Testing the companion hypothesis for the origin of the X-ray emission from intermediate-mass main-sequence stars
Context: .The X-ray emission from B-type main-sequence stars is a longstanding mystery in stellar coronal research. Since there is no theory at hand that explains intrinsic X-ray emission from intermediate-mass main-sequence stars, the observations have often been interpreted in terms of (unknown) late-type magnetically active companion stars.
Aims: .Resolving the hypothesized companions requires high spatial resolution observations in the infrared and in X-rays. We use Chandra imaging observations to spatially resolve a sample of main-sequence B-type stars with recently discovered companions at arcsecond separation.
Methods: .Our strategy is to search for X-ray emission at the position of both the B-type primary and the faint companion.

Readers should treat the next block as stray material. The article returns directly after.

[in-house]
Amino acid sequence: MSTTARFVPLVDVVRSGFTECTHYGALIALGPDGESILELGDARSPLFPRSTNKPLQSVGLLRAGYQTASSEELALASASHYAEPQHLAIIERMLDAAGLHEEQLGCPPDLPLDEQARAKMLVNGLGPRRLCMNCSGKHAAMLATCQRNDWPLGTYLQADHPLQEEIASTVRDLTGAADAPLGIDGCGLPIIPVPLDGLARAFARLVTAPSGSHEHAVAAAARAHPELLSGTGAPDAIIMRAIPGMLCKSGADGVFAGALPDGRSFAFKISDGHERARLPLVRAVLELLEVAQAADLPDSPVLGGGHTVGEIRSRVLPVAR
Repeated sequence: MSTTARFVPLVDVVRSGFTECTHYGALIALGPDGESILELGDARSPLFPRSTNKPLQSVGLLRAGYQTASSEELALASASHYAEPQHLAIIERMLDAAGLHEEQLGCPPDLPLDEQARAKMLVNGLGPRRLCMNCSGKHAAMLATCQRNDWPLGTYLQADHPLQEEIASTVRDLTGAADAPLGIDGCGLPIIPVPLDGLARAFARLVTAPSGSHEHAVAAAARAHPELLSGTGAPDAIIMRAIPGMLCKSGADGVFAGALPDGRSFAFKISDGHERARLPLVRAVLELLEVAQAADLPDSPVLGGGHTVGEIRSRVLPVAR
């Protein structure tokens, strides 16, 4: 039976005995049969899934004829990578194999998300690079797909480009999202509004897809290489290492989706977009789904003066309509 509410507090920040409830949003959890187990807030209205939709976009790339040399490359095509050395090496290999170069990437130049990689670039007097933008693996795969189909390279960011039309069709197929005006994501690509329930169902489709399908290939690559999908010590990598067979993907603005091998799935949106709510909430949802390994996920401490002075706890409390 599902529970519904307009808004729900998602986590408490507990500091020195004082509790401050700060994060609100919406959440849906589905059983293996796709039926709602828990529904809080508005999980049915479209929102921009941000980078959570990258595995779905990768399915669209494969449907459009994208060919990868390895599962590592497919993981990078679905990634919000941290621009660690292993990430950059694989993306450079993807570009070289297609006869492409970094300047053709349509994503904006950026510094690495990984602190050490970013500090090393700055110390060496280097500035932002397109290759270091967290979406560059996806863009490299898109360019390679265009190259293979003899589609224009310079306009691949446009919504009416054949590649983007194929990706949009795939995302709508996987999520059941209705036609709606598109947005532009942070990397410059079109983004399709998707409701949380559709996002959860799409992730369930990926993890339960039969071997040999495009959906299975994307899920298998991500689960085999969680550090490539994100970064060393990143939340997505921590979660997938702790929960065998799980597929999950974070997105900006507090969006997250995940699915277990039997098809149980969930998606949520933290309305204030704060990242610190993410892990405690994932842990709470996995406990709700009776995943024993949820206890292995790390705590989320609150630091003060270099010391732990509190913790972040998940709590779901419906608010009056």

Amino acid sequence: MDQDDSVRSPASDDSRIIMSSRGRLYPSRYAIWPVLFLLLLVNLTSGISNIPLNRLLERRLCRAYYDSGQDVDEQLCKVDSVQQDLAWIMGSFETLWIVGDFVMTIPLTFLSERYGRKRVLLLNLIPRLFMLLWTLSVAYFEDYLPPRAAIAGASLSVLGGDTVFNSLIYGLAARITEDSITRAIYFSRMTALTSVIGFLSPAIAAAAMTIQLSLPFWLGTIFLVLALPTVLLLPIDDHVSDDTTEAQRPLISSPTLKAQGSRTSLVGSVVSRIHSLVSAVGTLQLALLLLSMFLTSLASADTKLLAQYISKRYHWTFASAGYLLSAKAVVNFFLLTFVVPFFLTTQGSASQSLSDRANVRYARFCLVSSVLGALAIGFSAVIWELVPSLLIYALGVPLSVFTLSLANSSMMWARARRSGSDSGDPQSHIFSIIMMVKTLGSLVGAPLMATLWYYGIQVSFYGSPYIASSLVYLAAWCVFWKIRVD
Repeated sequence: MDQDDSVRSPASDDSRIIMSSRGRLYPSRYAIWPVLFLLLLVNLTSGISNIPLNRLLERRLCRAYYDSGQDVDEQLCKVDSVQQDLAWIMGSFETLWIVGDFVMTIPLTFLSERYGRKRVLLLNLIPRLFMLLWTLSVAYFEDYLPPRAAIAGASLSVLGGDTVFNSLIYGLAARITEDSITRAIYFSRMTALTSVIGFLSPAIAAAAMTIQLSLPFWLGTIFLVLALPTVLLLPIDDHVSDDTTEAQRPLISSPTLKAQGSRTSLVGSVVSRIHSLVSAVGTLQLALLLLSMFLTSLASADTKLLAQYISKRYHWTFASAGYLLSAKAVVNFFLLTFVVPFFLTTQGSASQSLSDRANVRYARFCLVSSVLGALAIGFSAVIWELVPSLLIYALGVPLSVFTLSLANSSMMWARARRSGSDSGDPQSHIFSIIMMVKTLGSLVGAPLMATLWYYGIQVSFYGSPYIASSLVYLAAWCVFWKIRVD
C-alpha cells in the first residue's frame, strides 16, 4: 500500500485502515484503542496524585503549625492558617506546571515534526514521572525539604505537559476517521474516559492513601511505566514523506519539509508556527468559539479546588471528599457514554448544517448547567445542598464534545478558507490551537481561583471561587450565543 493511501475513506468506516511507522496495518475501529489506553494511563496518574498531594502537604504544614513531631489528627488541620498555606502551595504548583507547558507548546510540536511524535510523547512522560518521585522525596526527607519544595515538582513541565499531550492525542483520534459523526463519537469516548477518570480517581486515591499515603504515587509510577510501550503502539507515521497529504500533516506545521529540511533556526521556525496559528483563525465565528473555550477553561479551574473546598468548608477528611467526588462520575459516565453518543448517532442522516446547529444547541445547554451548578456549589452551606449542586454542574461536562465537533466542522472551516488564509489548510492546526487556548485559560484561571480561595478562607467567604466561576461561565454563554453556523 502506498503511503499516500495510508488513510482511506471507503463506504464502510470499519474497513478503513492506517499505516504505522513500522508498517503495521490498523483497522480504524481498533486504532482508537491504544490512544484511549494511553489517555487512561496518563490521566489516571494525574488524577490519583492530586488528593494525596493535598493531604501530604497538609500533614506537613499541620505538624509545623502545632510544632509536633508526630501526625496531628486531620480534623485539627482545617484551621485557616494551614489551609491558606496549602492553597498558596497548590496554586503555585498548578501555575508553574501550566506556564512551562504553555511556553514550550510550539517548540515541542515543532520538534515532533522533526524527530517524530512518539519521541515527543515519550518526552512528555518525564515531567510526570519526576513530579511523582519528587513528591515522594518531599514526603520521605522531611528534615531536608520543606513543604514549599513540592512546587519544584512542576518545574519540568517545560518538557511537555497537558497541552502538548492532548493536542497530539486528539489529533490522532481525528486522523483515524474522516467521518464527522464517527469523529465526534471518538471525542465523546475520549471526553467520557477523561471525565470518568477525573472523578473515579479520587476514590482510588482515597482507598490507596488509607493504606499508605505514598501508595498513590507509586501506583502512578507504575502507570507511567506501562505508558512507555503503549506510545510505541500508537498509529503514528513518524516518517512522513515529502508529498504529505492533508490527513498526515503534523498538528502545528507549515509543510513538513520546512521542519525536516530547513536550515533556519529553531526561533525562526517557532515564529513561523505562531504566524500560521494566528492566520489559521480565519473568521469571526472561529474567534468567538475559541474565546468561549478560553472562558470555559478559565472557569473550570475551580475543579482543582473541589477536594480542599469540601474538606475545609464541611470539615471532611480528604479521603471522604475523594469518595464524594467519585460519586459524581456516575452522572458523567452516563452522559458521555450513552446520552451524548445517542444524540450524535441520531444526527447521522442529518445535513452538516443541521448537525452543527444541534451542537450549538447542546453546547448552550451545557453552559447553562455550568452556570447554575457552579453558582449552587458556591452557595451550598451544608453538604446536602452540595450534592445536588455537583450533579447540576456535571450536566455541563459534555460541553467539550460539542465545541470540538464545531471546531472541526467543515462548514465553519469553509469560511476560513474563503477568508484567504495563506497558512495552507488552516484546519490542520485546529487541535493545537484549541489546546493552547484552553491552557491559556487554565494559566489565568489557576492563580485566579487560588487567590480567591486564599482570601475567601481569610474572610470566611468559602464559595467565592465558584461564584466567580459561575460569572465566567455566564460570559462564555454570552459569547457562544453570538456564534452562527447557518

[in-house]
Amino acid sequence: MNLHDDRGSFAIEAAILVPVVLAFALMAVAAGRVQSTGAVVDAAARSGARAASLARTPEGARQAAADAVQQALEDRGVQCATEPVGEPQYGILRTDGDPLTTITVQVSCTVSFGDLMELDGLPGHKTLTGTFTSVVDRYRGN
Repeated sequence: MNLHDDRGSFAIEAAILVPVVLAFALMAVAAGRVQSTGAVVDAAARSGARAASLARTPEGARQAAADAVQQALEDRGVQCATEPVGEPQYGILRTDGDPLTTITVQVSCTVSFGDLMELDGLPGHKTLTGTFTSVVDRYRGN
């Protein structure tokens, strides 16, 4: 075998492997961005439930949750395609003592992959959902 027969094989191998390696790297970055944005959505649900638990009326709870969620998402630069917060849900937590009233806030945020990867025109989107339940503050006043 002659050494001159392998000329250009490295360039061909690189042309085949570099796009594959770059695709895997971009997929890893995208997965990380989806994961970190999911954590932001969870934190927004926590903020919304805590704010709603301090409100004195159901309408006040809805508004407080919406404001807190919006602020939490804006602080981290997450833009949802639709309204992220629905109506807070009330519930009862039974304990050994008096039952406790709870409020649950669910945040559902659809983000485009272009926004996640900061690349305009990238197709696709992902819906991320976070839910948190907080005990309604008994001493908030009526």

Results: .We find that all spatially resolved companions are X-ray emitters, but seven out of eleven intermediate-mass stars are also X-ray sources. If this emission is interpreted in terms of additional sub-arcsecond or spectroscopic companions, this implies a high multiplicity of B-type stars. Firm results on B star multiplicity pending, the alternative, that B stars produce intrinsic X-rays, cannot be discarded. An appropriate scenario would be a magnetically confined wind, as suggested for the X-ray emission of the magnetic Ap star IQ Aur. However, the only Ap star in the Chandra sample is not detected in X-rays, and therefore does not support this picture.